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Our never-ending story



The United States has the most museums of any country in the world. There are over 35,000 museums in America - more than its 12,000 Starbucks and 14,000 McDonald’s combined.

Countless museums are dedicated to tragic parts of U.S. history, including the Civil War and the massacres of American Indians. There are 51 Holocaust museums, more than double the total number of museums in Israel, Germany and Poland combined.

However, until recently, there had not been a single museum dedicated to slavery. In late 2014, a philanthropist established the first slavery museum on a sugar plantation in Louisiana. It is a modest venue, about an hour from downtown New Orleans.

Slavery is such a significant chapter in American history and deserves to have a museum in Washington, much less in every state. So how can this really be the first?

Surprisingly, many African-Americans are opposed to the idea. They argue that museums should be about the past, but because racial discrimination exists today, it is still a present issue.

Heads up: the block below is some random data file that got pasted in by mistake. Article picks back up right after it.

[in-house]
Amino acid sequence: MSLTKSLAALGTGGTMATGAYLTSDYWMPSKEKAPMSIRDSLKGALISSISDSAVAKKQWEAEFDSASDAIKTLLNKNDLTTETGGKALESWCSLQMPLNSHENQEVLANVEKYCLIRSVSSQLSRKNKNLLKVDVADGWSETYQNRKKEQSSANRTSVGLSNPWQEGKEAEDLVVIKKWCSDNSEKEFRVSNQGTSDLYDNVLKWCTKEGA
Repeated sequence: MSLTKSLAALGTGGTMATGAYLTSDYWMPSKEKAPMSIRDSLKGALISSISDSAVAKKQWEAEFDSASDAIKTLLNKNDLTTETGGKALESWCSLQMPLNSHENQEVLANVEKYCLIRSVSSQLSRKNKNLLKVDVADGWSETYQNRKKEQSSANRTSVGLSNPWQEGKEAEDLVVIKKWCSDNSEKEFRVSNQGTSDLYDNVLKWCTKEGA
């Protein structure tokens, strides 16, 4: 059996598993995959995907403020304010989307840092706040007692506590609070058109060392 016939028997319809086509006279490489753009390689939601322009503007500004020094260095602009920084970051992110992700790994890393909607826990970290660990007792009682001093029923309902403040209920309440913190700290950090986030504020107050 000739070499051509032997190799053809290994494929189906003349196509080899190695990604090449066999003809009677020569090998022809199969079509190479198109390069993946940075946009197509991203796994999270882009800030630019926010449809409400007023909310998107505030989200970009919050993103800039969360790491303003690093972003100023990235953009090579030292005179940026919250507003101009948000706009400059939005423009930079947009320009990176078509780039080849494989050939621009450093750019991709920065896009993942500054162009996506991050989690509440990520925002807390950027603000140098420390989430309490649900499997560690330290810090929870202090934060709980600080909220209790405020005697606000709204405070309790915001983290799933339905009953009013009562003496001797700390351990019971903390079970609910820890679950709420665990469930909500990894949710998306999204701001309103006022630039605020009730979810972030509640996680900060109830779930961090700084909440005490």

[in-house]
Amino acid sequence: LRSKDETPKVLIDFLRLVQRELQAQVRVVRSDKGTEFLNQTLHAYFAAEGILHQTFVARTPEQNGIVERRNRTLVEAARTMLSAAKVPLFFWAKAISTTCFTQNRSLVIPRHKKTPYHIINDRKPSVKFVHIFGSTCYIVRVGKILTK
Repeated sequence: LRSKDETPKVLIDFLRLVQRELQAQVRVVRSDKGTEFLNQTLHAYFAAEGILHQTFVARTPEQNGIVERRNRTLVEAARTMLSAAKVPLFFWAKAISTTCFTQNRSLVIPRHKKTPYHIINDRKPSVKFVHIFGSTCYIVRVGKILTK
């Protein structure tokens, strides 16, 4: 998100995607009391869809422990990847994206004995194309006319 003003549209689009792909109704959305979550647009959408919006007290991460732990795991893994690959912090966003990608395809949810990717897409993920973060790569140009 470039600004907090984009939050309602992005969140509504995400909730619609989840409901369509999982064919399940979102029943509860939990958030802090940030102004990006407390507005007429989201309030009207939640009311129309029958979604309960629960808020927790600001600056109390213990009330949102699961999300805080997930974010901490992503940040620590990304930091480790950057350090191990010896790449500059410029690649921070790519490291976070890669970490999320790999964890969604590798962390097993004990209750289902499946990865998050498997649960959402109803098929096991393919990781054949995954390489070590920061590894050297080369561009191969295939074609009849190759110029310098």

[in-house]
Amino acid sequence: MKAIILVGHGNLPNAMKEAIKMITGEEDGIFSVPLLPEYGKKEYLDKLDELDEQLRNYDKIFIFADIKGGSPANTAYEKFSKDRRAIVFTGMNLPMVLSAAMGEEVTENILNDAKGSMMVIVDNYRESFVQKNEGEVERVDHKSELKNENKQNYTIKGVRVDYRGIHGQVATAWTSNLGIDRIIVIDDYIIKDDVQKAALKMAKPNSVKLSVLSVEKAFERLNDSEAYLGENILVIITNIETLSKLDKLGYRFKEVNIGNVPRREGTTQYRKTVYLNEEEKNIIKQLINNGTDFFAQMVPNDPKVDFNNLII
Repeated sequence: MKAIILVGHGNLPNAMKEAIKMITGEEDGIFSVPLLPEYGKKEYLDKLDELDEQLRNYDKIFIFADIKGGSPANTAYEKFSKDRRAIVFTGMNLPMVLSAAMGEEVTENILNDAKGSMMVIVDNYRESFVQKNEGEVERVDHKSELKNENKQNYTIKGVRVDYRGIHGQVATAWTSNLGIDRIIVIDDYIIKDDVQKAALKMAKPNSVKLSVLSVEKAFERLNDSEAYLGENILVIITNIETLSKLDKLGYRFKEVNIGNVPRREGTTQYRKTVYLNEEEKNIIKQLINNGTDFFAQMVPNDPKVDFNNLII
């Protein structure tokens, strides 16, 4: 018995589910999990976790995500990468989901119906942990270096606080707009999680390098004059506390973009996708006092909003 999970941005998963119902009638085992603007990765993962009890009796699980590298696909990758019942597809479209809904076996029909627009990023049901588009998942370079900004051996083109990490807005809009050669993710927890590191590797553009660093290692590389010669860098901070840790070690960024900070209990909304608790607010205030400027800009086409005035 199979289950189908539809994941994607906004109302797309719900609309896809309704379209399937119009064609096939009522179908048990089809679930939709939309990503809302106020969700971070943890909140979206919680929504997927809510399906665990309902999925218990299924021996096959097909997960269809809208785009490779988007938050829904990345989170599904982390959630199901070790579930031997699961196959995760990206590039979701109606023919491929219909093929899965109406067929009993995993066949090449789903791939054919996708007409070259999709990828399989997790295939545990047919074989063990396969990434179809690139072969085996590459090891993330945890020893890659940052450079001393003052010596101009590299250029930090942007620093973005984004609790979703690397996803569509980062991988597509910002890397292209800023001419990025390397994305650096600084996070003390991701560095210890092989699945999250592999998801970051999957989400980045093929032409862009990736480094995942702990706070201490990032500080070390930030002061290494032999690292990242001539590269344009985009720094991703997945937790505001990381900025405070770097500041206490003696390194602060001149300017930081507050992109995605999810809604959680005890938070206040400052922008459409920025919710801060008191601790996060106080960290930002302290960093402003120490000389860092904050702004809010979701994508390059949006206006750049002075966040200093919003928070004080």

Last weekend, I watched “Spirits’ Homecoming,” a film about the Japanese military’s sexual enslavement of thousands of women during World War II. In December, Seoul and Tokyo agreed during a foreign ministerial meeting to conclude this longtime dispute. They attempted to solve an issue that still very much exists.

The previous September, officials organized a seminar to review relations between the United States and South Korea. At the event, Chung Chin-sung, a professor at Seoul National University and an expert on the “comfort women” dispute, said that the issue could never be covered up.

“Recently, a list of former comfort women, including their names and ages, was discovered in Thailand,” she said. “And more materials are likely to be unveiled in China, Japan, the U.S. and U.K.”

Films, novels, plays, cartoons and other creative works concerning these women abound, and many moviegoers have found themselves weeping at the thought that such young girls were forced to work as sex slaves.

But the survivors are not the only victims. The Koreans agonizing over how our ancestors’ humiliation and suffering have been properly acknowledged are also victims. No matter how adamantly the government insists this dispute has been settled, this issue has not been put to rest. Tokyo’s denial that it forcefully mobilized young women and girls is part of an ongoing chapter in history.

The controversy over this government-led conclusion is growing. And the anniversary of the March 1st Independence Movement today is the perfect opportunity to calmly contemplate what we will do about this from now on.

The author is an editorial writer for the JoongAng Ilbo.

JoongAng Ilbo, Feb. 29, Page 31

by NAM JEONG-HO
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